Imagine suddenly learning you have to give up a career you love--a profession you have spent a lifetime building that has become a major part of your identity. Not in a few years or months or even days, but right now, this moment, someone else has to cover your appointments for the rest of the day, and forever
This shattering reality is what Renee Harmon, MD saw her husband and practice partner Harvey Harmon, MD facing the day he received the diagnosis of early onset Alzheimer's disease.
"When I noticed memory lapses, I started looking for guidance on how to handle the situation if it became a serious problem" Harmon said. "Most of what I found online about physician impairment related to drugs and alcohol. So I contacted the medical board to ask questions and started working on strategies to gradually phase Harvey out of the practice if his symptoms progressed. But the day the neuropsychologist confirmed the diagnosis, when I called the board they said he had to stop treating patients immediately. The liability was too great.
"They said we had to go into his office and stop him from seeing patients. Harvey and I instantly went from sharing a family medicine practice and home responsibilities like taking care of our daughters to me working full time and covering the entire practice, being the primary parent and seeing that Harvey got the care he needed."
Although the diagnosis came when the disease was in its earliest stages and symptoms were still relatively mild, Harvey was unable to use his medical skills, even as a volunteer.
"When people at church asked him for advice about health problems as friends tend to do, I had to hold my breath," Harmon said. "The risk that could result from him forgetting a detail or getting it wrong was too much. So he had to completely give up being a doctor and start filling his days gardening and finding other meaningful things to do."
The abrupt transition was difficult for both Harvey and Renee, who was working long hours trying to keep the practice going while at the same time dealing with the emotional impact of what such a devastating, rapidly progressing disease would mean to the people she loved.
"We had been together since we met in college at Birmingham Southern and went to the University of Alabama in Birmingham School of Medicine and then through our residencies at the Medical College of South Carolina," Harmon said. "Now a disease was separating us one day at a time.
"I started journaling as a way of coping and solace for all I was feeling. When the Alzheimer's Association asked me to speak about our experiences as physicians dealing with the same challenges facing other families with an Alzheimer's diagnosis, I realized those journals contained a lot of information that could be helpful. So I started developing the material into a book."
The book, Surfing the Waves of Alzheimer's: Principles of Caregiving That Kept Me Upright, has just been published and can be ordered through most bookstores and through ReneeHarmon.com. The site also has a link to Harmon's blog, which features topics related to Alzheimer's disease from the dual perspective of someone who is both a physician and family member.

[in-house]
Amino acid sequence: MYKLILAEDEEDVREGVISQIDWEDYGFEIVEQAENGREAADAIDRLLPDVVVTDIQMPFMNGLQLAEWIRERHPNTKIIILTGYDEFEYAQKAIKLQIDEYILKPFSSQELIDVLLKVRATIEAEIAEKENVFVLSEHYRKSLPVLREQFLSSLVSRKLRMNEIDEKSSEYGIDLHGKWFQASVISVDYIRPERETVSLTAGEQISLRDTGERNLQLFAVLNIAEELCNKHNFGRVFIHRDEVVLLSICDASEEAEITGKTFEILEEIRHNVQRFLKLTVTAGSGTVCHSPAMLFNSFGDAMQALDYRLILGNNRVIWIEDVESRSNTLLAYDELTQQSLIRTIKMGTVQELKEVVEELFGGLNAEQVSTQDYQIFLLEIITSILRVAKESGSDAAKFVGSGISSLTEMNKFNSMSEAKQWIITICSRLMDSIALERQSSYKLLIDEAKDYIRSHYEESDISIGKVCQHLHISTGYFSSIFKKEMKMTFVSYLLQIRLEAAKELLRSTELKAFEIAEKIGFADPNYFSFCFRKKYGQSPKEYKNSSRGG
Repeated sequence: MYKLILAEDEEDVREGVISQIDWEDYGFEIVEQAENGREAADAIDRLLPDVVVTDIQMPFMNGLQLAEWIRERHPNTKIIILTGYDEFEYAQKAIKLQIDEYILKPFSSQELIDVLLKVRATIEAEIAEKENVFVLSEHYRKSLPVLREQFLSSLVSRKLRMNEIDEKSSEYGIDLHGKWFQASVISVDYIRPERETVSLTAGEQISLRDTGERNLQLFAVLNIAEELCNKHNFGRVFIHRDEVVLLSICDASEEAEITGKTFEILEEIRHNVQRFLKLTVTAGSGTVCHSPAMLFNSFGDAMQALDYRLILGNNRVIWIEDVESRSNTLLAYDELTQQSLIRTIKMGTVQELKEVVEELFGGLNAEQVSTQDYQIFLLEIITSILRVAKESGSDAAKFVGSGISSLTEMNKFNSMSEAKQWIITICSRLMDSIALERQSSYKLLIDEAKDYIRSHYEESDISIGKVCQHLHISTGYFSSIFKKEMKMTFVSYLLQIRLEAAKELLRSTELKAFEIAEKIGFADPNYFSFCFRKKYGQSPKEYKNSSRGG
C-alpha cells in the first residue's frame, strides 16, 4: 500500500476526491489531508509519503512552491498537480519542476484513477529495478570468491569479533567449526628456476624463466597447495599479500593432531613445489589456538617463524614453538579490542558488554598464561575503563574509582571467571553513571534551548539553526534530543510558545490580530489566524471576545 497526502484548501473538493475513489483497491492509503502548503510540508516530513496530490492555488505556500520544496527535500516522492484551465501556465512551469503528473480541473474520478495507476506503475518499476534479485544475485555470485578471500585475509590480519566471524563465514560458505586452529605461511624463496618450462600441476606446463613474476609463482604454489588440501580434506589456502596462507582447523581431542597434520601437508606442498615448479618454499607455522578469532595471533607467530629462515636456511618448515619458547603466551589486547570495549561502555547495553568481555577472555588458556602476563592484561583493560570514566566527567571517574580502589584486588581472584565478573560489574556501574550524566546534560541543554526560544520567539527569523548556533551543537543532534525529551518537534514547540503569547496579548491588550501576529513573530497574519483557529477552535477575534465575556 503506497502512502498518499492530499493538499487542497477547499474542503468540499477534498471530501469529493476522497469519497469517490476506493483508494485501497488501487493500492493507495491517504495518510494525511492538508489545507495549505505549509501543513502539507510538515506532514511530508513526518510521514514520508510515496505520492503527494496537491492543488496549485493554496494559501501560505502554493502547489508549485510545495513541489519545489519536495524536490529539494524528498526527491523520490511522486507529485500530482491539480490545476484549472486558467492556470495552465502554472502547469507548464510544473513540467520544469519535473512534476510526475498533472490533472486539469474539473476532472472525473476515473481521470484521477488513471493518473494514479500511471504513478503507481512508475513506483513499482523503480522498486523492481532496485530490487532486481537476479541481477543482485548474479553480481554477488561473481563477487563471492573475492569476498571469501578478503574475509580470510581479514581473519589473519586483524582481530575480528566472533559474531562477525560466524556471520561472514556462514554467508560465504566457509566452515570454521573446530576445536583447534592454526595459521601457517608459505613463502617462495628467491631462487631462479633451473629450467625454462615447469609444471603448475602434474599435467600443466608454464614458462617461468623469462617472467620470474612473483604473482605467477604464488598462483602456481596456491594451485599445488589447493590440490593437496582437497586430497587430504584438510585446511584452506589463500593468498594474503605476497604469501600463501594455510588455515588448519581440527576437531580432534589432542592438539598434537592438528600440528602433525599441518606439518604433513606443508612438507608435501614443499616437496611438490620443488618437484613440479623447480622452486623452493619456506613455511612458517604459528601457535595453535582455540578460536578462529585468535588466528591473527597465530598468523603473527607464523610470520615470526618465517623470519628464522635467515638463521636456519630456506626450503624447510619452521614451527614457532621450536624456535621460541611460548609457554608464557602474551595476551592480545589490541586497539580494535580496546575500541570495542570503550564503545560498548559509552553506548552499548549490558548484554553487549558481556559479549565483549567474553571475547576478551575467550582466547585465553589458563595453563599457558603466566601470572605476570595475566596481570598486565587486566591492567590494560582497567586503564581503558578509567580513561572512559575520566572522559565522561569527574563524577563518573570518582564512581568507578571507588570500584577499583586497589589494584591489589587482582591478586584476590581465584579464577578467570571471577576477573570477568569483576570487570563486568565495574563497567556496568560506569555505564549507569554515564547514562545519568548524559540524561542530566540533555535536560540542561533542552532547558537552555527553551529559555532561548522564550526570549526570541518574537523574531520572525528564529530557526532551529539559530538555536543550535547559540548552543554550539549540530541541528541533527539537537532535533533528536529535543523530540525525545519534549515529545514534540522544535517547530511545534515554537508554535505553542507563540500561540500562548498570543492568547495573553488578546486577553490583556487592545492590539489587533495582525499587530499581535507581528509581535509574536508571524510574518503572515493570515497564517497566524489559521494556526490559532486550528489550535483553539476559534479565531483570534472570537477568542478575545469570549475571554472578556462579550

Instead of being a simple narrative memoir, the book, organized by topic, with each chapter focusing on a principle that helped the Harmons make their way through a difficult time.
"Harvey was only 50 when he was diagnosed," Harmon said. "Early onset Alzheimer's tends to progress quickly, but we were fortunate that for the first two years he was still well enough to stay at home on his own and do some of the things he enjoyed. His diagnosis came very early, before most people had noticed symptoms. When we called a staff meeting the day the diagnosis was confirmed, most seemed stunned because they hadn't realized anything was wrong.
"At first, you might think it could just be stress, but then we went on vacation to Costa Rica. In an unfamiliar place, it became increasingly obvious that something was wrong. He forgot the instructions the guide told him about zip lining and couldn't remember how to get around. He became lost and we had to search to find him. That's when he agreed to have a neurological assessment.
"The third and fourth year the disease was progressing, so we had to have a care giver staying with him. In the fifth and sixth year, the decline continued, and then in his last two years, he had reached the point that he needed the more specialized care of an Alzheimer's unit.
"Even when most of his other memories had gone, he remembered that we had a special relationship. We would sit together, side by side. One memory that makes me smile is him looking at me, smiling and leaning over to form a circle around a ring finger and saying, 'Do you think we ought to--?'
"Get married?" I said. "We are married."
"Good," he said.
"It made him happy knowing that, and it made me happy knowing that after all the years we had been together, and all he had been through, he still loved me and wanted to be married to me."